The other seven departing churches have not made prominent public statements about their decision to separate. The majority of them are in the CMA’s southern district, according to multiple sources involved with the internal workings of the denomination. The region’s superintendent, Mick Noel, has been visiting congregations in East Tennessee, North and South Carolina, Georgia, Alabama, Mississippi, and the Florida panhandle, trying to calm things down. The region’s church leaders will meet for a regularly scheduled conference in the Savannah area the second week of October.

Noel declined to talk to CT about individual congregations in the process of leaving.

“My role is to shepherd district churches who are working through the issues,” he said in an email. “The Alliance has historically been a community of congregations focused narrowly on Christ and his mission. My job is to remind us all of this commitment and to encourage grace and benevolence to those who hold differing opinions on lesser matters.”

Some pastors in the region are also promoting the message of the power of unity for the sake of the gospel.

Ahead of the general council meeting, Duane Mabee told his congregation in Hixson, Tennessee, that “our ability to maintain loving unity and work together in spite of our differences is far more important than the outcome of the discussions. The world can argue and divide over important issues. Only Christ makes it possible for us to continue to love each other and work together despite deeply held differences.”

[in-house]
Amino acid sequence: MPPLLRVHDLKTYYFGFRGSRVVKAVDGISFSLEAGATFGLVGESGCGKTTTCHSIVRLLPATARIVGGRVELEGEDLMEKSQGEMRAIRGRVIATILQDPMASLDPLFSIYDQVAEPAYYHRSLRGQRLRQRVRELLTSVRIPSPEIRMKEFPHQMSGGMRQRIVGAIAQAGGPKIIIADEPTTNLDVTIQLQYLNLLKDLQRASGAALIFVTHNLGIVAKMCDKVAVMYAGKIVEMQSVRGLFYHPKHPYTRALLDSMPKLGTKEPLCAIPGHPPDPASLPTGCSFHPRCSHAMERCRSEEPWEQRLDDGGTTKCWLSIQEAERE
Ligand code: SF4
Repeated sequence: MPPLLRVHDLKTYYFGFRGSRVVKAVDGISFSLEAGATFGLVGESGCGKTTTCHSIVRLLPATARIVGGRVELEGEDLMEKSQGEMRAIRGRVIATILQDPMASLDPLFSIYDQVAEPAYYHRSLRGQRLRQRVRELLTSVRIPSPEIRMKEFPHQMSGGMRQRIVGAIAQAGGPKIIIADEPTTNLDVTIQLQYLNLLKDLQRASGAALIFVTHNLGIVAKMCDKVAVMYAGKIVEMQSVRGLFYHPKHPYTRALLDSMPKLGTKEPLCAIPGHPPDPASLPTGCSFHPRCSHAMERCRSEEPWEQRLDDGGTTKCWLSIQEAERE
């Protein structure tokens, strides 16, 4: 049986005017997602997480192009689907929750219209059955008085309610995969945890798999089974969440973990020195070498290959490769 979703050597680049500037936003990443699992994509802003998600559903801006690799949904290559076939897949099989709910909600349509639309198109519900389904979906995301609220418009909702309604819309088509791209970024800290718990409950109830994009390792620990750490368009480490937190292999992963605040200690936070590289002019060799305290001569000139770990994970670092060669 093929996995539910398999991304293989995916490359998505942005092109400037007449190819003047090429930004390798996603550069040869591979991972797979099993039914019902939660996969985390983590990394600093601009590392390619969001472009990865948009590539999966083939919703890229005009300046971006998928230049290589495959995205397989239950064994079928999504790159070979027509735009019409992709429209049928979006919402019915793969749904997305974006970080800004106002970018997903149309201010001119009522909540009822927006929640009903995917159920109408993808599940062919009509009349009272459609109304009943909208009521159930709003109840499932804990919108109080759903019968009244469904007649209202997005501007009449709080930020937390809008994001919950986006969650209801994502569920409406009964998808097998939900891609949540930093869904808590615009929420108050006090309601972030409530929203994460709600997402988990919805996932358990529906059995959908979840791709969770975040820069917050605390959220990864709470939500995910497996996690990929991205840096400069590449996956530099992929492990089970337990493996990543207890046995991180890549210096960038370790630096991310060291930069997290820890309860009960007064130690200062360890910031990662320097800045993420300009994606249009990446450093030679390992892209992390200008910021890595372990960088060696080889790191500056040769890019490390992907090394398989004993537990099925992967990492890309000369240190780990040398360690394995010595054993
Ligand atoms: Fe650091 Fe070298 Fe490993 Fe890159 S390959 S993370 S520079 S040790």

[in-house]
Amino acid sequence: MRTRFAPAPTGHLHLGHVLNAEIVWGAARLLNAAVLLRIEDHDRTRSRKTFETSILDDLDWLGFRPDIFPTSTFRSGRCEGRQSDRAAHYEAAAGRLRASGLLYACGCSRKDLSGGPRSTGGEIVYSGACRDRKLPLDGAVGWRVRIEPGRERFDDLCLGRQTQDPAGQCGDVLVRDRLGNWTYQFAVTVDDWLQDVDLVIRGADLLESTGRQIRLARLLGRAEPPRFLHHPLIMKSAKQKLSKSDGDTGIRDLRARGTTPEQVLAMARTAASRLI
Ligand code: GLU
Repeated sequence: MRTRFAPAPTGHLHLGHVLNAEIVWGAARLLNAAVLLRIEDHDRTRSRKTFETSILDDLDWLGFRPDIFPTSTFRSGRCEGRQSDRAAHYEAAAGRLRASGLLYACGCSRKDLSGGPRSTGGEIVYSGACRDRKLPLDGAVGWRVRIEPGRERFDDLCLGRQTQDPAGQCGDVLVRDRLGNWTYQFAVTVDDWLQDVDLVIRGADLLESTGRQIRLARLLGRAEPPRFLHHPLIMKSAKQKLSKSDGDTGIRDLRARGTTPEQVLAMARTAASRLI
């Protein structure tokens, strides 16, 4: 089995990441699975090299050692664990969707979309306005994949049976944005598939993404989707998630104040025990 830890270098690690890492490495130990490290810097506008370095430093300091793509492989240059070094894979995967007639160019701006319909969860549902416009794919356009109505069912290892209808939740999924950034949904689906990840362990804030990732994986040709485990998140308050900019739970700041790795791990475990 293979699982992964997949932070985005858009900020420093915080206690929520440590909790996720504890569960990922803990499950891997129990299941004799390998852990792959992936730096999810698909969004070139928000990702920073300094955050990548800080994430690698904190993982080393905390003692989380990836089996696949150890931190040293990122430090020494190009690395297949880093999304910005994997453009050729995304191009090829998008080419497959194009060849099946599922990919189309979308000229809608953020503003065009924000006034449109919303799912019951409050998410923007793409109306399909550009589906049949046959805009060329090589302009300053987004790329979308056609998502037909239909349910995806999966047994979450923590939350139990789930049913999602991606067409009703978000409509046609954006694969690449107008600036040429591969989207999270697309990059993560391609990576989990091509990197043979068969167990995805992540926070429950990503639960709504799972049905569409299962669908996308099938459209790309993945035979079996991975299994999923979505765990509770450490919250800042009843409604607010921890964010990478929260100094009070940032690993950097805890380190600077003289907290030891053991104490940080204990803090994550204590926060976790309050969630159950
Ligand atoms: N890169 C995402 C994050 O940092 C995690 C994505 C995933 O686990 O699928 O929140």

After the decision, he reminded them that who gets called “pastor” is “not a core issue of the gospel” and “we should hold tightly to the core issues of the faith, love each other deeply and work together passionately to advance Christ’s Kingdom and promote the glory of God.”

CMA president John Stumbo has reminded people that the Alliance brings different Christian traditions together, uniting Wesleyan and Reformed churches that have taught different things at different times about women in ministry. The movement put those disagreements aside, because they wanted to prioritize deeper life in Christ and the work of spreading the gospel.

“That has always been the Alliance at its best,” Stumbo said, “experiencing the fullness of Jesus within us, the heart change of Christ within us, that sends us on mission to the world.”